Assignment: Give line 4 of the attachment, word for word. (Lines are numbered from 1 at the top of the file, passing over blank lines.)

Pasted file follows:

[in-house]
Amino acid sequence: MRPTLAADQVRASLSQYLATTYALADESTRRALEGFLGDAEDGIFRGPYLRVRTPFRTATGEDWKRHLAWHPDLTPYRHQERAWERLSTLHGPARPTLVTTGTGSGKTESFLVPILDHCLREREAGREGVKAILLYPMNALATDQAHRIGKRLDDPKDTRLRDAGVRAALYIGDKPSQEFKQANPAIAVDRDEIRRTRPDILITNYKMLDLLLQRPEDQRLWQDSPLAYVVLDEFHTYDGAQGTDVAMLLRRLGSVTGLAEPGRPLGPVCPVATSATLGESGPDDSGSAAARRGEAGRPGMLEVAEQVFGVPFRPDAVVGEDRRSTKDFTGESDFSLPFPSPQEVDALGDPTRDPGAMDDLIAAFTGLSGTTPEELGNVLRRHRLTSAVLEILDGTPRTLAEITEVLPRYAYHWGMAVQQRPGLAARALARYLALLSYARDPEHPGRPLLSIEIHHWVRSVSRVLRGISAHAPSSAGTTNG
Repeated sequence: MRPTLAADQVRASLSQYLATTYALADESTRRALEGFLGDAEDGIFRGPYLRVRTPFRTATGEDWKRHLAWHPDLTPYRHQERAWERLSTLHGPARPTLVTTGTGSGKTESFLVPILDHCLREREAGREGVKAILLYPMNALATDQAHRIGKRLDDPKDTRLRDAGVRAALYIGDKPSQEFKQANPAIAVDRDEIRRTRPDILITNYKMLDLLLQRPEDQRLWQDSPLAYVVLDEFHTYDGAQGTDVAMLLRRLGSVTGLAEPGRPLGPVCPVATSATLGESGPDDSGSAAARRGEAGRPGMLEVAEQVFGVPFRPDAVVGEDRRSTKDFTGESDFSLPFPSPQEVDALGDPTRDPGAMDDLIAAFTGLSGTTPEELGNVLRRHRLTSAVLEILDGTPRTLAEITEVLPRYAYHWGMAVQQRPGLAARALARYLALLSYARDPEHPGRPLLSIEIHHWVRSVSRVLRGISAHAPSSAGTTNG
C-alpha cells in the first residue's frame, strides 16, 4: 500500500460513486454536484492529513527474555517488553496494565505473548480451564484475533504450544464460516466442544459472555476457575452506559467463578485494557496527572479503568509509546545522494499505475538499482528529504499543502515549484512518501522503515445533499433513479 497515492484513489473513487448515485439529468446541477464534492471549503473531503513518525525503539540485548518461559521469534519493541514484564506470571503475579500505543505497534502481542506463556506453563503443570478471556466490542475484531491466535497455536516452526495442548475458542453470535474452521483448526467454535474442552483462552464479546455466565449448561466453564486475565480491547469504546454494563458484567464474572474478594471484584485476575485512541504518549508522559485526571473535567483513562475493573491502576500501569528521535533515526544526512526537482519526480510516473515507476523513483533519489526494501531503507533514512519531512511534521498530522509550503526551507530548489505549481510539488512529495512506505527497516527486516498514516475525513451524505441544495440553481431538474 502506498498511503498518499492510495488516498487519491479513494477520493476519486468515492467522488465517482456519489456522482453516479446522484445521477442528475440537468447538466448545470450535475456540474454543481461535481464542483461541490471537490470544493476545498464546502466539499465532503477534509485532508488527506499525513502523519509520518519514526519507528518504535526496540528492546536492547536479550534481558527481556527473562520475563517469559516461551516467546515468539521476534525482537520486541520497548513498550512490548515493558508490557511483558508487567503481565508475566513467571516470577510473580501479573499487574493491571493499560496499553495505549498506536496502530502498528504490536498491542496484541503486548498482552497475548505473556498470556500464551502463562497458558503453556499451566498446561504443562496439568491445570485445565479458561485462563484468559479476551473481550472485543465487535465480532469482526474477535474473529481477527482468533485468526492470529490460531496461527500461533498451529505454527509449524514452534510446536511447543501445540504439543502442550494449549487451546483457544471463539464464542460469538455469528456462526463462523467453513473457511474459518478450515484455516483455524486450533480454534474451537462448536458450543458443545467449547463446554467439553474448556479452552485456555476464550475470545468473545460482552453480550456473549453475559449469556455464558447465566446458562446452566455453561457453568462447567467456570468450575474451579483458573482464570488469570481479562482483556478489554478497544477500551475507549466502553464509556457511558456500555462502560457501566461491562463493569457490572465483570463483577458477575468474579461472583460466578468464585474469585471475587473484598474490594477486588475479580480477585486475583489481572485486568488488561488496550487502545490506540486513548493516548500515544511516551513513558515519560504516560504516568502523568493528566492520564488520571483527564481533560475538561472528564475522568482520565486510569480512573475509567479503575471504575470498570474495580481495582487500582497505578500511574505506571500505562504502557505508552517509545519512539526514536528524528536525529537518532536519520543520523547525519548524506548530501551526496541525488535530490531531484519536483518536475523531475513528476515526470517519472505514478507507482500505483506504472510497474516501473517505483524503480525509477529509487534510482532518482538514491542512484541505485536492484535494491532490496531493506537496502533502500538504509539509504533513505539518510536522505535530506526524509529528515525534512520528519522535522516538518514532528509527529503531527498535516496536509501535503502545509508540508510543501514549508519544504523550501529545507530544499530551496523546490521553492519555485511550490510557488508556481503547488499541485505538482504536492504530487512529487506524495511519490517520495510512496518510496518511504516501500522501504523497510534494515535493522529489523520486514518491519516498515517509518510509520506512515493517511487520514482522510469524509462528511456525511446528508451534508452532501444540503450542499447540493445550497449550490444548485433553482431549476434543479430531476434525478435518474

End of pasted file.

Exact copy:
C-alpha cells in the first residue's frame, strides 16, 4: 500500500460513486454536484492529513527474555517488553496494565505473548480451564484475533504450544464460516466442544459472555476457575452506559467463578485494557496527572479503568509509546545522494499505475538499482528529504499543502515549484512518501522503515445533499433513479 497515492484513489473513487448515485439529468446541477464534492471549503473531503513518525525503539540485548518461559521469534519493541514484564506470571503475579500505543505497534502481542506463556506453563503443570478471556466490542475484531491466535497455536516452526495442548475458542453470535474452521483448526467454535474442552483462552464479546455466565449448561466453564486475565480491547469504546454494563458484567464474572474478594471484584485476575485512541504518549508522559485526571473535567483513562475493573491502576500501569528521535533515526544526512526537482519526480510516473515507476523513483533519489526494501531503507533514512519531512511534521498530522509550503526551507530548489505549481510539488512529495512506505527497516527486516498514516475525513451524505441544495440553481431538474 502506498498511503498518499492510495488516498487519491479513494477520493476519486468515492467522488465517482456519489456522482453516479446522484445521477442528475440537468447538466448545470450535475456540474454543481461535481464542483461541490471537490470544493476545498464546502466539499465532503477534509485532508488527506499525513502523519509520518519514526519507528518504535526496540528492546536492547536479550534481558527481556527473562520475563517469559516461551516467546515468539521476534525482537520486541520497548513498550512490548515493558508490557511483558508487567503481565508475566513467571516470577510473580501479573499487574493491571493499560496499553495505549498506536496502530502498528504490536498491542496484541503486548498482552497475548505473556498470556500464551502463562497458558503453556499451566498446561504443562496439568491445570485445565479458561485462563484468559479476551473481550472485543465487535465480532469482526474477535474473529481477527482468533485468526492470529490460531496461527500461533498451529505454527509449524514452534510446536511447543501445540504439543502442550494449549487451546483457544471463539464464542460469538455469528456462526463462523467453513473457511474459518478450515484455516483455524486450533480454534474451537462448536458450543458443545467449547463446554467439553474448556479452552485456555476464550475470545468473545460482552453480550456473549453475559449469556455464558447465566446458562446452566455453561457453568462447567467456570468450575474451579483458573482464570488469570481479562482483556478489554478497544477500551475507549466502553464509556457511558456500555462502560457501566461491562463493569457490572465483570463483577458477575468474579461472583460466578468464585474469585471475587473484598474490594477486588475479580480477585486475583489481572485486568488488561488496550487502545490506540486513548493516548500515544511516551513513558515519560504516560504516568502523568493528566492520564488520571483527564481533560475538561472528564475522568482520565486510569480512573475509567479503575471504575470498570474495580481495582487500582497505578500511574505506571500505562504502557505508552517509545519512539526514536528524528536525529537518532536519520543520523547525519548524506548530501551526496541525488535530490531531484519536483518536475523531475513528476515526470517519472505514478507507482500505483506504472510497474516501473517505483524503480525509477529509487534510482532518482538514491542512484541505485536492484535494491532490496531493506537496502533502500538504509539509504533513505539518510536522505535530506526524509529528515525534512520528519522535522516538518514532528509527529503531527498535516496536509501535503502545509508540508510543501514549508519544504523550501529545507530544499530551496523546490521553492519555485511550490510557488508556481503547488499541485505538482504536492504530487512529487506524495511519490517520495510512496518510496518511504516501500522501504523497510534494515535493522529489523520486514518491519516498515517509518510509520506512515493517511487520514482522510469524509462528511456525511446528508451534508452532501444540503450542499447540493445550497449550490444548485433553482431549476434543479430531476434525478435518474